Recently the Boston Brewing Company, a.k.a. Sam Adams Beer, debuted a new TV advertising campaign celebrating their size, or in fact, their lack thereof. It’s estimated by some that they may be spending up to $30 million annually behind this effort.
The move, it seems, is intended to counter the perception that Sam Adams — one of the few ‘Craft’ or ‘Micro’ brews with national distribution — has become too big. They assert the brand only has 0.9% share of the total beer market…not 25% as some beer drinkers might think. (N.B. When was the last time a consumer cared about what your market share was?)
This may be the first time we’ve seen a Challenger brand taking the unusual step of mounting a national advertising campaign to tout their small size. It’s as if Sam Adams — heeding the famous words of Walt Chamberlin who asserted that ‘Nobody roots for Goliath’ — has come out and said ‘I’m David. Not Goliath.’ [So please buy me, not them]
Perhaps they feel compelled to take this stance because in fact they have become a Goliath (and/or they don’t want anyone to find out the truth).
According to The Brewer’s Association (a group dedicated to the promotion of Craft Beers – http://bit.ly/9YI3un ), Sam Adams is the leading craft beer brand (with approximately ~25% of the craft/micro beer segment), and the 4th largest brewer in the US, behind only Anheuser Busch, Miller and Pabst Brewing Co. In fact, their own industry association would describe them as a ‘Large Brewer’ because they produce more than 2,000,000 barrels per year.
Now that’s ironic.
From our continuous research on successful Challengers, we have learned that it isn’t your size or ’State of Market(share)’ that defines you as a Challenger — rather, it’s your ‘State of Mind.’
By this we mean, having bold ambitions to challenge something or change the world in a way that seemingly outstrips your available resources. Being characterized by a persistent tenacity to outmaneuver your larger competitors in an attempt to bridge the gap between your bold ambitions and limited resources. Finally, looking to innovate in everything you do in order to change the rules of the game or change the game entirely in a way that will disproportionately favor you.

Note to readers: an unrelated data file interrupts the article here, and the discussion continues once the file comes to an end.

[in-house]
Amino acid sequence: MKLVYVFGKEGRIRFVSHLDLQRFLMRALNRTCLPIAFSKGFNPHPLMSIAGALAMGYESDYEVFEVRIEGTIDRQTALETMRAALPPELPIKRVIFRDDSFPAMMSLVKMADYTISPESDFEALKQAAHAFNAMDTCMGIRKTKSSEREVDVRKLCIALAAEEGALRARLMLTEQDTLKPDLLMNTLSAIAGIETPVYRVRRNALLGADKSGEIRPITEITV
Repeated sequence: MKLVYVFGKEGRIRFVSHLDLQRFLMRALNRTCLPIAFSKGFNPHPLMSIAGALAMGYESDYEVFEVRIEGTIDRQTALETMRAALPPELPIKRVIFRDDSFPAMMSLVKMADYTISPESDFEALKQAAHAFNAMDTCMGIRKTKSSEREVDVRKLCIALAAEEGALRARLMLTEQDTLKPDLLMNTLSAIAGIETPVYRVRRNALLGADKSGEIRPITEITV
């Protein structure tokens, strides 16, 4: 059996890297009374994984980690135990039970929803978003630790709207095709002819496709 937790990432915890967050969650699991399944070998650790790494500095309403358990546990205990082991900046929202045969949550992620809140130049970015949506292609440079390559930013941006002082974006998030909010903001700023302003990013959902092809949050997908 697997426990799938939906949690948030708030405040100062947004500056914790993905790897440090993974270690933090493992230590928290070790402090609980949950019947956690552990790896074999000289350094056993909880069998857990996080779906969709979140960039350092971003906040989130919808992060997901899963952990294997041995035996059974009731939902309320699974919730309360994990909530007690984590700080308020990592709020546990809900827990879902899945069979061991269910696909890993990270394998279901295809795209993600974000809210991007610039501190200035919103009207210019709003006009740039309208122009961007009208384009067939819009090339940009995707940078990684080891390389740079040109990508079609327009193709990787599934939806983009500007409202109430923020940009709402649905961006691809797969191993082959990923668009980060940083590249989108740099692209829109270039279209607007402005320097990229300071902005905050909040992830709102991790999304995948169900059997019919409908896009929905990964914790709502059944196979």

So there’s a good lesson in this story for all Challengers – three truths of ‘Challenger Brands’ if you will:
1) If you ARE a Challenger Brand, then you DON’T HAVE TO SAY you are.
2) If you SAY you are a Challenger Brand, then you’d better BE one
3) It is far easier to BE a Challenger Brand if you DON’T SAY you are one
So instead of spending millions of dollars on a National TV campaign to tell the world you aren’t as big as you really are, perhaps the folks at Sam Adams could instead simply continue to act like the original, small craft beer they are — something they’ve done quite well in recent years, much to the chagrin of Budweiser and the other ‘big beers’.
Or, perhaps, if they really believe that ‘Size Matters’, then at the very least they could project their belief that ‘smaller is better’ in everything they do. Show us with your actions, not just your words.
And if you’re wondering what a brand who behaves according to the believe that ‘smaller is better’ looks like, just take a look at what Mini Cooper has been doing for the past 10 years.